Linux/UNIX xargs command examples

xargs is a command in UNIX like System that reads items from the standard input, delimited by blanks (which can be protected with double or single quotes or a backslash) or newlines, and executes the command (default is /bin/echo) one or more times with any initial-arguments followed by items read from standard input. Blank lines on the standard input are ignored.

xargs command is very handy when combined with other commands. By default it expects input from STDIN.xargs is basically used to enhance the output of the initial command and utilize the output for performing numerous operations.

In this post we will discuss 10 practical examples of xargs command :

Example:1 Basic Usage of xargs

Type xargs , it will expect an input from us , start typing with enter for next line and then do a ctrl+d to see the output as below.

[email protected]:~$ xargs
hello
john
this is me ( ctrl+d)
hello john this is me
[email protected]:~$home/Downloads#

Example:2 Use of Delimiters

Here we specify a delimiter using the option -d , with \n as the delimiter. It echoes the string back to the screen when we press the ctrl+d

[email protected]:~$ xargs -d\n
Hi
Welcome here
Now press Ctrl+D

[email protected]:~$ xargs -d\n
Hi
Welcome hereHi
Welcome here
Now press Ctrl+D
[email protected]:~$

Example:3 Limiting output per line

We can limit the output as per requirement using -n option in xargs command, for example to display only 2 items per line ,

[email protected]:~$ echo a1 b2 c3 d4 e45
a1 b2 c3 d4 e5

[email protected]:~$ echo a1 b2 c3 d4 e5 | xargs -n 2
a1 b2
c3 d4
e5
[email protected]:~$

Example:4 Enable User Prompt before execution

Using the option -p in xargs command , user will be prompted before the execution with y (means yes) and n (means no) options.

[email protected]:~$ echo a1 b2 c3 d4 e5 | xargs -p -n 2
/bin/echo a1 b2 ?…y
/bin/echo c3 d4 ?…a1 b2
y
/bin/echo e5 ?…c3 d4
n

[email protected]:~$ echo a1 b2 c3 d4 e5 | xargs -p -n 2
/bin/echo a1 b2 ?…y
/bin/echo c3 d4 ?…a1 b2
y
/bin/echo e5 ?…c3 d4
y
e5
[email protected]:~$

Example:5 Deleting files using find and xargs

[email protected]:~$ find /tmp -name ‘abc.txt’ | xargs rm

Example:6 Using grep to query files

we can use the grep command with xargs to filter the particular search from the result of find command. An example is shown below :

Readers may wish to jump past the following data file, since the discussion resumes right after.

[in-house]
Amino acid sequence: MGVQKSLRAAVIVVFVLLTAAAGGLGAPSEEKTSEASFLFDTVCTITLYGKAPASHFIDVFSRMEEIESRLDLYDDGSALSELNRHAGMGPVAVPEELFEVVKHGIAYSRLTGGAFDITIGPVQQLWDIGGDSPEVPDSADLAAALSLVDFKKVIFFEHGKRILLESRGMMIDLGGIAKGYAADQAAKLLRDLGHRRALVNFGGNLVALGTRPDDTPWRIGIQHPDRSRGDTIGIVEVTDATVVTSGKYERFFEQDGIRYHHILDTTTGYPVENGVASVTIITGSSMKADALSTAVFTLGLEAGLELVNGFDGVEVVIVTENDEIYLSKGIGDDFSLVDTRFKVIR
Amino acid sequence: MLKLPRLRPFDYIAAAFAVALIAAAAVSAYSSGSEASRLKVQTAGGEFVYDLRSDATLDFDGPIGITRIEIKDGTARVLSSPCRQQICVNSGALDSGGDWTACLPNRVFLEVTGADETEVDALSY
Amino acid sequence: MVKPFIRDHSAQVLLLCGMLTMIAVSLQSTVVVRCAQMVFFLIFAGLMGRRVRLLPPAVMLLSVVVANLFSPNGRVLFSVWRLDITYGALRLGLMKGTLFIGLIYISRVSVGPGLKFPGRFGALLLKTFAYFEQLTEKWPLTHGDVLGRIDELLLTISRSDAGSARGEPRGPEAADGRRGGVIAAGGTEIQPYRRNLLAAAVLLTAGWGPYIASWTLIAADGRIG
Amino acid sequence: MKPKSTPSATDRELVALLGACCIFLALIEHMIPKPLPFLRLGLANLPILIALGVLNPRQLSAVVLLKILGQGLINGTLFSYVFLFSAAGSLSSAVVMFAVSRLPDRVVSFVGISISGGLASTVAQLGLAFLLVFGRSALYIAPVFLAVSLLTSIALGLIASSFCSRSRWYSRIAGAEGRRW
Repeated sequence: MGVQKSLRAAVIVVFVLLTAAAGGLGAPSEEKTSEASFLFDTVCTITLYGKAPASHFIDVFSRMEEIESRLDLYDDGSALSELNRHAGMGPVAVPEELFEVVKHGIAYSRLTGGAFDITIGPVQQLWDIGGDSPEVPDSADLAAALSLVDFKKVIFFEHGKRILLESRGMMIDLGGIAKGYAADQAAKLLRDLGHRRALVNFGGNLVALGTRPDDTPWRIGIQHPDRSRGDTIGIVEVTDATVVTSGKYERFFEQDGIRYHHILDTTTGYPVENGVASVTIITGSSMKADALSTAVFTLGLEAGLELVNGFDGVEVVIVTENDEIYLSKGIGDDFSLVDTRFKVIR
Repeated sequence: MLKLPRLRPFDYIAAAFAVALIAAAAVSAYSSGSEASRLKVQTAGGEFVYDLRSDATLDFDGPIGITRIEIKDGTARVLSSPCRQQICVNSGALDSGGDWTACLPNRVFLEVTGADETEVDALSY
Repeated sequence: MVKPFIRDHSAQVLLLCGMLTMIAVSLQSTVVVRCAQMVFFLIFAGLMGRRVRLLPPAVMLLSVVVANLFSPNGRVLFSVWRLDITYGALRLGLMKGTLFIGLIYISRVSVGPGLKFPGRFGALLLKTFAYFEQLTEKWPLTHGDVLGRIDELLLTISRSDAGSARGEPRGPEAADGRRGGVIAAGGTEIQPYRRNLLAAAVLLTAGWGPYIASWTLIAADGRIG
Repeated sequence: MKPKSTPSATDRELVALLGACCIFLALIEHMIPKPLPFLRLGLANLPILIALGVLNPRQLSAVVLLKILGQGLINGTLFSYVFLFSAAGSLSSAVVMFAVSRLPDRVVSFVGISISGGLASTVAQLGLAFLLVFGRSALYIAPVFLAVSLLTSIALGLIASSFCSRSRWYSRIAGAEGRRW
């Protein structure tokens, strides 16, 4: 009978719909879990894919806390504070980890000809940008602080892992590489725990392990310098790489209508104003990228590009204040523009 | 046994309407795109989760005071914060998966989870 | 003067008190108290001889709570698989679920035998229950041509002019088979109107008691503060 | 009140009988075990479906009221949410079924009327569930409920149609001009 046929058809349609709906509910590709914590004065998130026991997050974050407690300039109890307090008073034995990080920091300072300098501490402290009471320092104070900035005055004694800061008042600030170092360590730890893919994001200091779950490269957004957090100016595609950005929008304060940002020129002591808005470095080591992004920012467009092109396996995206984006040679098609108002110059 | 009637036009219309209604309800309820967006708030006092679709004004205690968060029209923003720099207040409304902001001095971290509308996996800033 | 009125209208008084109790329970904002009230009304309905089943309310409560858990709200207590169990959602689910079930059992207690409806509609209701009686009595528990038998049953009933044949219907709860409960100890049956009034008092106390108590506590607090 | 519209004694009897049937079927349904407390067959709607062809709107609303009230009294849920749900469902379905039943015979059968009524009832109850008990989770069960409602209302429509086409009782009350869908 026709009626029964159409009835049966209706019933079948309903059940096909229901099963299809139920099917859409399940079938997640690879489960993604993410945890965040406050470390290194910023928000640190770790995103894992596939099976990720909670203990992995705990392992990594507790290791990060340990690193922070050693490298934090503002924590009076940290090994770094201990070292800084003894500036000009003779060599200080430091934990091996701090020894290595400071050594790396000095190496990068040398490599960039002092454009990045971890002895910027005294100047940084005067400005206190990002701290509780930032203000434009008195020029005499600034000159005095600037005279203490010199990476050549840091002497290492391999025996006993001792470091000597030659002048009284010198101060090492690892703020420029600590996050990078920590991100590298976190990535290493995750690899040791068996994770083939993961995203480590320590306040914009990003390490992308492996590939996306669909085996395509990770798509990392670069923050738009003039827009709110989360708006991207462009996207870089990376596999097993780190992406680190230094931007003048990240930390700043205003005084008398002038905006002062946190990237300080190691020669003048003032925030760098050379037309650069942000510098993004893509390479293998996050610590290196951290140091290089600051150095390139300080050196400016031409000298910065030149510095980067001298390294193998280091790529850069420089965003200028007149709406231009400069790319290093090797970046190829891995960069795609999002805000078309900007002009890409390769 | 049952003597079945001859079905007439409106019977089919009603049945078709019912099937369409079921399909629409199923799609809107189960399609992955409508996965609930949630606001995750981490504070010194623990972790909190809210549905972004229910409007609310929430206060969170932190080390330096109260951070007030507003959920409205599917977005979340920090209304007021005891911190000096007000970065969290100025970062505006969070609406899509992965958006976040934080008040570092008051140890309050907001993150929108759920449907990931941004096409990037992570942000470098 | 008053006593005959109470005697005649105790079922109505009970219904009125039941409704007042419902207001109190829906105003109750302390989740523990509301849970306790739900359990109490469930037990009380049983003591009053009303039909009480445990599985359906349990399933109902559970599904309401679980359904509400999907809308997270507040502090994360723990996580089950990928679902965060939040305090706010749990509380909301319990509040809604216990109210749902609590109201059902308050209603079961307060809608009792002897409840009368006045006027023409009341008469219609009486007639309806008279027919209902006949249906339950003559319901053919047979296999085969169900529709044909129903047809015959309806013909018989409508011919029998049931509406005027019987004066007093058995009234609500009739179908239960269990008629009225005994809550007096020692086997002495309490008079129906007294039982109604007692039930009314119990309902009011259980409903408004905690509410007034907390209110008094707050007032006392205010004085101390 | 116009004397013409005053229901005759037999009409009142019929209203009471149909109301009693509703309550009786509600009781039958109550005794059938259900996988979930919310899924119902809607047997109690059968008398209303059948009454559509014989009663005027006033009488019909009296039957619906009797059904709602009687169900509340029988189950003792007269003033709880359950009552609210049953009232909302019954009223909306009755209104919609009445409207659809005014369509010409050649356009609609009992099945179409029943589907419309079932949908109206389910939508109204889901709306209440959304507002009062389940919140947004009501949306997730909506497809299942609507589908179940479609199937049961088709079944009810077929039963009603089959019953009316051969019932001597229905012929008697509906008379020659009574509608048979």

[email protected]:~$ find . -name “stamp” | xargs grep “country”
country_name
[email protected]:~$

Example:7 Handle space in file names

xargs can also handle spaces in files by using print0 and xargs -0 arguments to find command.

[email protected]:~$ find /tmp -name “*.txt” -print0 | xargs -0 ls
/tmp/abcd asd.txt /tmp/asdasd asdasd.txt /tmp/cdef.txt

[email protected]:~$ find /tmp -name “*.txt” -print0 | xargs -0 rm
[email protected]:~$

Example:8 Use xargs with cut command

First create a cars.txt with below conetnts :

[email protected]:~$ cat cars.txt
Hundai,Santro
Honda,Mobilio
Maruti,Ertiga
Skoda,Fabia

To display data in first column as shown below.

[email protected]:~$ cut -d, -f1 cars.txt | sort | xargs
Honda Hundai Maruti Skoda
[email protected]:~$

Example:9 Count the number of lines in each file.

[email protected]:~$ ls -1 *.txt | xargs wc -l
4 cars.txt
13 trucks.txt
17 total
[email protected]:~$

Example:10 Move files to a different location

[email protected]:~$ pwd
/home/linuxtechi
[email protected]:~$ ls -l *.sh
-rw-rw-r– 1 linuxtechi linuxtechi 0 Sep 15 22:53 abcde.sh
-rw-rw-r– 1 linuxtechi linuxtechi 0 Sep 15 22:53 abcd.sh
-rw-rw-r– 1 linuxtechi linuxtechi 0 Sep 15 22:53 fg.sh

[email protected]:~$ sudo find . -name “*.sh” -print0 | xargs -0 -I {} mv {} backup/
[email protected]:~$ ls -ltr backup/

total 0
-rw-rw-r– 1 linuxtechi linuxtechi 0 Sep 15 22:53 abcd.sh
-rw-rw-r– 1 linuxtechi linuxtechi 0 Sep 15 22:53 abcde.sh
-rw-rw-r– 1 linuxtechi linuxtechi 0 Sep 15 22:53 fg.sh
[email protected]:~$

1 Response

  1. Dominik says:

    my favorite feature of xargs is parallelization, e.g. I use

    find . -name “*.MTS” -print0 | xargs -n1 -0 -P 2 ~/skritps/mts2webm.sh

    to convert my videos using two cores.

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